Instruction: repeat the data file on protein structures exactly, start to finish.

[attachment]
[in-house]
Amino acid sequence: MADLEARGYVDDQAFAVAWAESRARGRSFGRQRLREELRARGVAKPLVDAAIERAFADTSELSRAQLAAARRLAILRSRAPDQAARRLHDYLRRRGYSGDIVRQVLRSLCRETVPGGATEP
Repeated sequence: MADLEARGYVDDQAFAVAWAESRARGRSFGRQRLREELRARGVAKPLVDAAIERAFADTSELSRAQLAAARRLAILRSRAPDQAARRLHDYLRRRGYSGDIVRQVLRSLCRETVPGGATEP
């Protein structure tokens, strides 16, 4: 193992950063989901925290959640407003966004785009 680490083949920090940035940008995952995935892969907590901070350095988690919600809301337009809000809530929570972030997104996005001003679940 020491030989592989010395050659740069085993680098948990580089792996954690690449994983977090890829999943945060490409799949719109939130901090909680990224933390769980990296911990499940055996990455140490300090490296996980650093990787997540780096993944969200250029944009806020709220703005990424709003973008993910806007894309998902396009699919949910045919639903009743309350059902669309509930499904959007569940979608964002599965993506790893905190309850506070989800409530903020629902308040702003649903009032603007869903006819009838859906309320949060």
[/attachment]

[in-house]
Amino acid sequence: MADLEARGYVDDQAFAVAWAESRARGRSFGRQRLREELRARGVAKPLVDAAIERAFADTSELSRAQLAAARRLAILRSRAPDQAARRLHDYLRRRGYSGDIVRQVLRSLCRETVPGGATEP
Repeated sequence: MADLEARGYVDDQAFAVAWAESRARGRSFGRQRLREELRARGVAKPLVDAAIERAFADTSELSRAQLAAARRLAILRSRAPDQAARRLHDYLRRRGYSGDIVRQVLRSLCRETVPGGATEP
């Protein structure tokens, strides 16, 4: 193992950063989901925290959640407003966004785009 680490083949920090940035940008995952995935892969907590901070350095988690919600809301337009809000809530929570972030997104996005001003679940 020491030989592989010395050659740069085993680098948990580089792996954690690449994983977090890829999943945060490409799949719109939130901090909680990224933390769980990296911990499940055996990455140490300090490296996980650093990787997540780096993944969200250029944009806020709220703005990424709003973008993910806007894309998902396009699919949910045919639903009743309350059902669309509930499904959007569940979608964002599965993506790893905190309850506070989800409530903020629902308040702003649903009032603007869903006819009838859906309320949060």